I admit I’m a little addicted to the Australian Reality TV Show: The Voice. A show where (relatively) unknown Australian musical artists, compete for the title of “The Voice 2013” hoping to gain the accolades and opportunities that go with “winning” the Voice title. Apart from viewing some diverse Australian musical talent, I am grateful to the Voice, for introducing me to an incredibly gifted Australian musician by the name of Geoffrey Gurrumul Yunupingu.
Gurrumul and Delta Goodrem, accompanied by the Sydney Symphony performed a moving duet on last night’s show – (Gurrumul’s indigenous anthem Bayini).
The song was performed in honour of National Reconciliation week in Australia. See it here: Youtube
A youtube and google search revealed more about this unassuming young man and his incredible music.
An indigenous Australian musician, Gurrumul was born blind and speaks in his native tongue – Yolngu matha – the strongest of 300 languages spoken in indigenous Australian communities. Raised on Elcho Island, which is off the coast of East Arnhem land Gurrumul lives (when he is not travelling) on this small remote island of 2,000 people. He draws his musical inspiration from his connection to the land and his people. He is an extremely humble and private person and does not give interviews as its against his tribal beliefs. Gurrumul plays a right hand strung guitar, left handed.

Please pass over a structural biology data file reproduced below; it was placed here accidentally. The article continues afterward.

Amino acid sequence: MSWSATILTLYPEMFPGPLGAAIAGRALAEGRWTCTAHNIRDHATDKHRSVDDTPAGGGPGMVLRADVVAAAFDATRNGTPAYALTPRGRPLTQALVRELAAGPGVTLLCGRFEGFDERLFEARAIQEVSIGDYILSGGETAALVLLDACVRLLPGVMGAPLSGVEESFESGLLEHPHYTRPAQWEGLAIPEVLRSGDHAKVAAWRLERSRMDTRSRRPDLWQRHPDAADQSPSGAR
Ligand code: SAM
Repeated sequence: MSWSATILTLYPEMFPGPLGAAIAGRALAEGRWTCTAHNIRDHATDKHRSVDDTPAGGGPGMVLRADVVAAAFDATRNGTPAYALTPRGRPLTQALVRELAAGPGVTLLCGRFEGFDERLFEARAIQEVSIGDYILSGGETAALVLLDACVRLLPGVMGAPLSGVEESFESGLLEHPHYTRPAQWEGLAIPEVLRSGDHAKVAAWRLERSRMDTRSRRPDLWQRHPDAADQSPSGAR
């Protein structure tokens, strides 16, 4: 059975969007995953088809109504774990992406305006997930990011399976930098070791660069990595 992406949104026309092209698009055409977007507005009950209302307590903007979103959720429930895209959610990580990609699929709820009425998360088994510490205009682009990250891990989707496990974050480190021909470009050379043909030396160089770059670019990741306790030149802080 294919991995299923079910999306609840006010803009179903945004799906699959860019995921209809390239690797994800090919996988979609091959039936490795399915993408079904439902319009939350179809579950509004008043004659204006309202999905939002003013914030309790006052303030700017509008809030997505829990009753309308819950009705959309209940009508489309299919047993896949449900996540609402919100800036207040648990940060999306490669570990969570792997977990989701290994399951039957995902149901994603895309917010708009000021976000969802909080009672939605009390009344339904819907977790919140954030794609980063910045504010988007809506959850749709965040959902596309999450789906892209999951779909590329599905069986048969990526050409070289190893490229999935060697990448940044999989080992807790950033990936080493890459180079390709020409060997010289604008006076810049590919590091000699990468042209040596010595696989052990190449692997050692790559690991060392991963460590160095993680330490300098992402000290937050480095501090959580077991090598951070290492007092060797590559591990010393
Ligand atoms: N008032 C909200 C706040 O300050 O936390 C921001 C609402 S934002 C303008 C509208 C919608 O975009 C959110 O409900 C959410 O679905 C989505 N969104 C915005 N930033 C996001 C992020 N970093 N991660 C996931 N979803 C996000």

For me – Garrumul’s songs are stirring, soulful and emotive. It is has been my personal tragedy that until last night, I hadn’t heard his music. Given he is such a talented Australian musician in his own right and there being a grass roots movement supporting him, for whatever reason he has not acquired the commercial notoriety when compared to some of our Australian artists. This is no doubt of his own choosing, chasing fame is not part of Gurrumul’s tribal culture. The popularity of The Voice and his upcoming live performances (28-29th May) at the Sydney Opera House for the Vivid Festival – potentially this could all change.
Robert Hillman, author of Gurrumul’s biography – Gurrumul – His Life and Music – published April, 2013, describes Gurrumul as, ” having an astonishing musical gift that has left audiences all over the world spellbound. He is one of Australia’s most original performers.”
I am move to tears when I hear his soulful and hauntingly beautiful voice. He appears a humble and private man who has touched many with his music and sincerity. His fans include international artists, Sir Elton John, Bjork and Sting. Gurrumul played for Queen Elizabeth at her Diamond Jubilee concert and was the only male soloist invited on the Diamond Jubilee single, “Sing”.
To listen to his magical fragile voice, play these youtube clips:
Baru – sung in his Yolngu language
“One of the most beautiful and emotional songs I have heard in my 62 years on this planet,” an insightful comment in the feed following the youtube clip on Gurrumul’s song Wiyathul.
“You tend to drift away with his voice to a quiet, serene place where we all should be.” A comment which perfectly sums up my feelings when listening to Gurrumul.
Anyone not in that serene place today – take a moment, listen and enjoy. His music will stir your soul.